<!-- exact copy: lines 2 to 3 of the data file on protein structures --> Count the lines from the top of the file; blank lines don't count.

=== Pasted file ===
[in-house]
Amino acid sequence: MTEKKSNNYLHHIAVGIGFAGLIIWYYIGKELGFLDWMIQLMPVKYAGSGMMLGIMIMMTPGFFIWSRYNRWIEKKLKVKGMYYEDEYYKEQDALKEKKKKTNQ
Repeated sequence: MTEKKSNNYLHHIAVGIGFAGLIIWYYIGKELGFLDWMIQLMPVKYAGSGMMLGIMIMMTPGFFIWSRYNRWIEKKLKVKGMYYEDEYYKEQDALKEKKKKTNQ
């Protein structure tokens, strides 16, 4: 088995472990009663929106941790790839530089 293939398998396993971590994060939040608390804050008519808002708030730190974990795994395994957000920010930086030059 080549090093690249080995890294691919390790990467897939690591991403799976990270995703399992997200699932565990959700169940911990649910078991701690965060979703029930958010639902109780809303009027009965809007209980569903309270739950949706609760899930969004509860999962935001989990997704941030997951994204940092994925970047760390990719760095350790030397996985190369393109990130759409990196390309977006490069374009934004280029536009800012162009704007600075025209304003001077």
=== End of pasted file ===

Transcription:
Amino acid sequence: MTEKKSNNYLHHIAVGIGFAGLIIWYYIGKELGFLDWMIQLMPVKYAGSGMMLGIMIMMTPGFFIWSRYNRWIEKKLKVKGMYYEDEYYKEQDALKEKKKKTNQ
Repeated sequence: MTEKKSNNYLHHIAVGIGFAGLIIWYYIGKELGFLDWMIQLMPVKYAGSGMMLGIMIMMTPGFFIWSRYNRWIEKKLKVKGMYYEDEYYKEQDALKEKKKKTNQ